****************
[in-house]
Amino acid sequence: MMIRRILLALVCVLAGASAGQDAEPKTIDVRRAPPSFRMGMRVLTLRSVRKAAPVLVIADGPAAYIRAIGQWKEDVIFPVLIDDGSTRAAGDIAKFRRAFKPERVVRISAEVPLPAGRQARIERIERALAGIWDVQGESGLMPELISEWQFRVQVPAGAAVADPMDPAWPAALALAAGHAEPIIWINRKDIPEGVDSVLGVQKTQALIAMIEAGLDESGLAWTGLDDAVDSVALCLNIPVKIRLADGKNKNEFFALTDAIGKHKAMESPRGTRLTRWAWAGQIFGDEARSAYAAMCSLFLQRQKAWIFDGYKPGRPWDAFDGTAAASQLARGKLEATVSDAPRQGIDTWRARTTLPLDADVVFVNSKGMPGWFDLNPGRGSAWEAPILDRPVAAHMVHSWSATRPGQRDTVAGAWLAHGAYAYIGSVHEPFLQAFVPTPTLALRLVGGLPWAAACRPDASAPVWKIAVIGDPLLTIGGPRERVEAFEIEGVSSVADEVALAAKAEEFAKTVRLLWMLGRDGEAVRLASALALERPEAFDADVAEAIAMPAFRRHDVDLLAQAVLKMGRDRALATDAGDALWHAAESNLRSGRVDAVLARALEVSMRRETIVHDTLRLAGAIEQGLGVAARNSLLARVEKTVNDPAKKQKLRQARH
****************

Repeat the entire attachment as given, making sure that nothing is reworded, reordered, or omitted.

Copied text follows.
[in-house]
Amino acid sequence: MMIRRILLALVCVLAGASAGQDAEPKTIDVRRAPPSFRMGMRVLTLRSVRKAAPVLVIADGPAAYIRAIGQWKEDVIFPVLIDDGSTRAAGDIAKFRRAFKPERVVRISAEVPLPAGRQARIERIERALAGIWDVQGESGLMPELISEWQFRVQVPAGAAVADPMDPAWPAALALAAGHAEPIIWINRKDIPEGVDSVLGVQKTQALIAMIEAGLDESGLAWTGLDDAVDSVALCLNIPVKIRLADGKNKNEFFALTDAIGKHKAMESPRGTRLTRWAWAGQIFGDEARSAYAAMCSLFLQRQKAWIFDGYKPGRPWDAFDGTAAASQLARGKLEATVSDAPRQGIDTWRARTTLPLDADVVFVNSKGMPGWFDLNPGRGSAWEAPILDRPVAAHMVHSWSATRPGQRDTVAGAWLAHGAYAYIGSVHEPFLQAFVPTPTLALRLVGGLPWAAACRPDASAPVWKIAVIGDPLLTIGGPRERVEAFEIEGVSSVADEVALAAKAEEFAKTVRLLWMLGRDGEAVRLASALALERPEAFDADVAEAIAMPAFRRHDVDLLAQAVLKMGRDRALATDAGDALWHAAESNLRSGRVDAVLARALEVSMRRETIVHDTLRLAGAIEQGLGVAARNSLLARVEKTVNDPAKKQKLRQARH